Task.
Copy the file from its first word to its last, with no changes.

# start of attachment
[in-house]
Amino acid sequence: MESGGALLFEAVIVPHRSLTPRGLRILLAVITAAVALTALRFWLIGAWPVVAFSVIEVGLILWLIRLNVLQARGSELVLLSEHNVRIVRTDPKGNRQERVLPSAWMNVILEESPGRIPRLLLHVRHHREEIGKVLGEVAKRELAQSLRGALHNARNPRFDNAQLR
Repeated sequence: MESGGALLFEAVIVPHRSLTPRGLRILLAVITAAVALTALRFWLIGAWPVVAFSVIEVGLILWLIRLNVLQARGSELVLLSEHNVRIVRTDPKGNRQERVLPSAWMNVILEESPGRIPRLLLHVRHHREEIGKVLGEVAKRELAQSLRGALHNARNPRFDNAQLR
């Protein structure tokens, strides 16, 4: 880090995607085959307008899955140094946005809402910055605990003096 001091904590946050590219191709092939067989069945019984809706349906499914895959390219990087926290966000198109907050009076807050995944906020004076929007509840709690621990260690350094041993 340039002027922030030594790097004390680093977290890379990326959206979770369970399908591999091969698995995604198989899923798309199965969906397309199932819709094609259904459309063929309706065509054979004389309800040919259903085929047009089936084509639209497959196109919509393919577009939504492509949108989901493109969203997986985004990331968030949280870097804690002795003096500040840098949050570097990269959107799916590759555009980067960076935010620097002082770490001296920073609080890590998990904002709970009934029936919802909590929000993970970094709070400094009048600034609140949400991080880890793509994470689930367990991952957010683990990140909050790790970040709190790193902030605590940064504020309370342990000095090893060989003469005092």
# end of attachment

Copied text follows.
[in-house]
Amino acid sequence: MESGGALLFEAVIVPHRSLTPRGLRILLAVITAAVALTALRFWLIGAWPVVAFSVIEVGLILWLIRLNVLQARGSELVLLSEHNVRIVRTDPKGNRQERVLPSAWMNVILEESPGRIPRLLLHVRHHREEIGKVLGEVAKRELAQSLRGALHNARNPRFDNAQLR
Repeated sequence: MESGGALLFEAVIVPHRSLTPRGLRILLAVITAAVALTALRFWLIGAWPVVAFSVIEVGLILWLIRLNVLQARGSELVLLSEHNVRIVRTDPKGNRQERVLPSAWMNVILEESPGRIPRLLLHVRHHREEIGKVLGEVAKRELAQSLRGALHNARNPRFDNAQLR
């Protein structure tokens, strides 16, 4: 880090995607085959307008899955140094946005809402910055605990003096 001091904590946050590219191709092939067989069945019984809706349906499914895959390219990087926290966000198109907050009076807050995944906020004076929007509840709690621990260690350094041993 340039002027922030030594790097004390680093977290890379990326959206979770369970399908591999091969698995995604198989899923798309199965969906397309199932819709094609259904459309063929309706065509054979004389309800040919259903085929047009089936084509639209497959196109919509393919577009939504492509949108989901493109969203997986985004990331968030949280870097804690002795003096500040840098949050570097990269959107799916590759555009980067960076935010620097002082770490001296920073609080890590998990904002709970009934029936919802909590929000993970970094709070400094009048600034609140949400991080880890793509994470689930367990991952957010683990990140909050790790970040709190790193902030605590940064504020309370342990000095090893060989003469005092």